by Lorie Lewis Ham
This weekend, for 2 performances only, Fresno Pacific University will present Dark as the Night, Selections from Shakespeare. We took a moment to chat about the show with the director, Brooke Aiello, who is an Adjunct Theatre Professor and Costume Shop Coordinator at FPU.
KRL: Please tell us about your show Dark as Night.
Brooke: The show is a selection of scenes from Shakespeare linked together by physical explorations and sonnets from the Dark Lady sequence of Shakespeare’s sonnets which are, I think, sonnets 127-154.
KRL: What parts of Shakespeare’s work are in your show?
Brooke: We feature some sonnets and excerpts from obviously “dark plays” like Hamlet, Macbeth and Richard III, but also comedies like Taming of the Shrew and Much Ado About Nothing and even one of the problem plays Measure for Measure.
KRL: What does the title of the show mean?
Brooke: The title is taken from one of the Shakespeare’s sonnets. Since the theme was exploring the darker or shadowy side of our natures it felt right. The ensemble came up with the title.
KRL: Why did you choose to do Shakespeare?
Brooke: I chose Shakespeare because, if given a chance, I’ll always choose Shakespeare. You can’t get a better window into the soul than him, and the specificity of the language is a boon to actors at all levels. There is so much THERE to uncover. Also I once had a theatre teacher say that if a program only did musicals and Shakespeare, it would teach a student nearly everything they needed to know. We were already doing a musical this semester so I figured, “Why not Shakespeare, too?”
KRL: How did you pick the specific parts of Shakespeare’s work to use?
Brooke: We started with the Dark Lady Sonnets and developed the show from there. I love Shakespeare, a lot, but he ‘IS’ a little male centric. I have always been fascinated by the Dark Lady sequence in the sonnets, and we used that as a jumping off point. The ensemble chose the Dark Lady Sonnet that they like the best, and then we took scene inspirations from there.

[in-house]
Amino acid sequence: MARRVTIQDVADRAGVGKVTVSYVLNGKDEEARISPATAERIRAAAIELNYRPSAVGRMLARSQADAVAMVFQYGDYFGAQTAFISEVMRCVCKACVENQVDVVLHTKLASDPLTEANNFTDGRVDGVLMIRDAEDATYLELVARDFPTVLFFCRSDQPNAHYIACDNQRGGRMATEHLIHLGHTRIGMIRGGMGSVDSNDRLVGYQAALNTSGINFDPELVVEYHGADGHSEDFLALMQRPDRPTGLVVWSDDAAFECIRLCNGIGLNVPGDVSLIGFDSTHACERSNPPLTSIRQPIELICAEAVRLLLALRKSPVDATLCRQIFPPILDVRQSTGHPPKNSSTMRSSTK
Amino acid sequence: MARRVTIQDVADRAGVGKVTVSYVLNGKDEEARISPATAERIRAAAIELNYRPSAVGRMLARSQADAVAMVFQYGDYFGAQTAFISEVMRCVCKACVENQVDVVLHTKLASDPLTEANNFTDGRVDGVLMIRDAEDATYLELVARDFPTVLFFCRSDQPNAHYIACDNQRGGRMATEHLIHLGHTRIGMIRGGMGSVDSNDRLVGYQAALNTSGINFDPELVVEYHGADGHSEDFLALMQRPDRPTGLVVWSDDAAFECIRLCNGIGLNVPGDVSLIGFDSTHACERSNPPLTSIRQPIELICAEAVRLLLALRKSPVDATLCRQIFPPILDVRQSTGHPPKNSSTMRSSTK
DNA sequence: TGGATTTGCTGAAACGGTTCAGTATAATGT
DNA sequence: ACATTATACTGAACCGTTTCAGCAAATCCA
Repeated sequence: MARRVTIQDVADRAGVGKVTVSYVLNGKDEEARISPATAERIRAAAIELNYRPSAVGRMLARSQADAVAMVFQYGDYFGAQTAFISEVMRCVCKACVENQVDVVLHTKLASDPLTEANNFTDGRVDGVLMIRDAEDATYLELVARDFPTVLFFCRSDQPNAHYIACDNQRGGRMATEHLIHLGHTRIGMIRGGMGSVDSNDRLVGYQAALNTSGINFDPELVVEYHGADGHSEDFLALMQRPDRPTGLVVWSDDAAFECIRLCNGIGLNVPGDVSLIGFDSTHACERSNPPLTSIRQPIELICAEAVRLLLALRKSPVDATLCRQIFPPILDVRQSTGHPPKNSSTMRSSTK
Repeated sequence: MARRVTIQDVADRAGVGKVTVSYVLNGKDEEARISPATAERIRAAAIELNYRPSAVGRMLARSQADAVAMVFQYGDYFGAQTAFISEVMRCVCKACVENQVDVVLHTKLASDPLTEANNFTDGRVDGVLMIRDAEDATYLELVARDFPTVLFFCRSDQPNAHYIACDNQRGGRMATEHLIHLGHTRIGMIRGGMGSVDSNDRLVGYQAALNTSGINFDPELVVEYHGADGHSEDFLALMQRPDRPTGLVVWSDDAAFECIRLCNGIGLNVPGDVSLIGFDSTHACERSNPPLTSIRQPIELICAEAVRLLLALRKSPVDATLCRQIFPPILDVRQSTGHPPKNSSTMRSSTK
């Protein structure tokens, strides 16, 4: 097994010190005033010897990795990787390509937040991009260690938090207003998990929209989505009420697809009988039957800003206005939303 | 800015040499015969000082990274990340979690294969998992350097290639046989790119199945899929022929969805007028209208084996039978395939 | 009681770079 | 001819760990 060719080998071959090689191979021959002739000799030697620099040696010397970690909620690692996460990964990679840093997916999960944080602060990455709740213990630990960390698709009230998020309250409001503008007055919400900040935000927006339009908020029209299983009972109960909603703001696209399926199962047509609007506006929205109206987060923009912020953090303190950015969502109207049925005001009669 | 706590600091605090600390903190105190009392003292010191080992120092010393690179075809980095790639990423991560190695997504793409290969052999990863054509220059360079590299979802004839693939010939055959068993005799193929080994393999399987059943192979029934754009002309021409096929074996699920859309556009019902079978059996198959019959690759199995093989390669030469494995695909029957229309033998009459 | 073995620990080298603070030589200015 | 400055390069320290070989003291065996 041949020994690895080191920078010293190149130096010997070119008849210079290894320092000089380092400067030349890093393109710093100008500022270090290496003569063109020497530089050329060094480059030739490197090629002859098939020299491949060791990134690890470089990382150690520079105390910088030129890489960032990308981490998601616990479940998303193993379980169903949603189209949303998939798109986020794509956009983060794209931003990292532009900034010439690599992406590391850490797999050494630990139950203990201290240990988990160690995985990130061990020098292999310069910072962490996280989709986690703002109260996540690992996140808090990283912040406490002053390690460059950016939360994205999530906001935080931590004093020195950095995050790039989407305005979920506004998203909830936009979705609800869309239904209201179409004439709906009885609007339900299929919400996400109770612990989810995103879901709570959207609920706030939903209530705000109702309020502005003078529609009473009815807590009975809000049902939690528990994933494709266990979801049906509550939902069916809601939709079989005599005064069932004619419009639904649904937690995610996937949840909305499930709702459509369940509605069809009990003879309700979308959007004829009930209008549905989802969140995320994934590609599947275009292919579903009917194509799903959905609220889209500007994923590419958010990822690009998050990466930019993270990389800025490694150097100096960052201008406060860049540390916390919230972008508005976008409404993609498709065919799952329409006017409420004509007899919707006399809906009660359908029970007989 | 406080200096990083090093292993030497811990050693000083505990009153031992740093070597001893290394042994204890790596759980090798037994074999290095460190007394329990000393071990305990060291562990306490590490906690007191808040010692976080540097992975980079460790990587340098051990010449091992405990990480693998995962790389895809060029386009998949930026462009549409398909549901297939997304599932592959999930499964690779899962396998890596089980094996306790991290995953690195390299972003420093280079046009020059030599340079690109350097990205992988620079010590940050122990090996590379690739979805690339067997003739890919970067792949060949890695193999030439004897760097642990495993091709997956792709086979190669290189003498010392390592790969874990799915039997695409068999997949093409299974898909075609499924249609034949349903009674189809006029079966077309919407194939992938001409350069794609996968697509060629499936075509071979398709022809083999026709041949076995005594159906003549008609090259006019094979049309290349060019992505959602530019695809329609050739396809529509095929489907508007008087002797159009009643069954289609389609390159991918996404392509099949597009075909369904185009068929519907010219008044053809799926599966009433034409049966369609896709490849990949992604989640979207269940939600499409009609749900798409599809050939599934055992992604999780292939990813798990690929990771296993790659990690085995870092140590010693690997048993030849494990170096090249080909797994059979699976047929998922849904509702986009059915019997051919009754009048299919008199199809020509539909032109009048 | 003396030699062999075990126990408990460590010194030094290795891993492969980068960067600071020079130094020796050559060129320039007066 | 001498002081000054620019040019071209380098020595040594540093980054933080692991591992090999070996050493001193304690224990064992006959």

KRL: Have you or the students added any special or unique takes on the material in the show?
Brooke: This is an incredibly creative group of students with very willing hearts and minds. They have inspired each other and me from the beginning. We always knew that we would be doing some “gender blind” casting, and watching some of these young women embrace their aggressive, masculine side has been really neat. I think my favorite pieces though are the transitional moments that feature the ensemble working as an impressive whole.
KRL: How many students are in the show?
Brooke: Seven; some are on theatre scholarship, some from the general student population.
KRL: What have been the challenges of putting this show together?
Brooke: Time. It is always time. We are a smaller department, so we are ‘all hands on deck’ putting together the main stage musical Little Women, which opened a week before us. The students are pulled a thousand different directions, as I am. But getting into the room and working with them all is always the best part of my day, and I hope theirs too.
KRL: What has been the most fun and rewarding?
Brooke: Working with these students on this language; it is always a joy to watch them uncover something new in the work I didn’t know was there. The way they cheer each other on, and the amount we laugh during rehearsal.
KRL: I believe that the poster was student designed, can you tell us a little about that?
Brooke: I asked an ensemble member Gabriel Rios to design the poster; he is getting his degree in graphic design at FPU. I love what he came up with. He is really a renaissance guy. He acts, he designs, he costumes; just one example of the deep and multi-talented ensemble in this production.
KRL: Tell us about where and when, and is there a charge?
Brooke: This is a FREE performance on the Fresno Pacific University Main Campus in the Theatre Lab. The Theatre Lab is located in the Kreigbaum Building basement accessible through a side gate off of Hamilton. The performances are on April 15 and 16 at 8 p.m.
Editor’s note: Parking is available on Hamilton street or the gravel parking lot where Hamilton and Winery meet.
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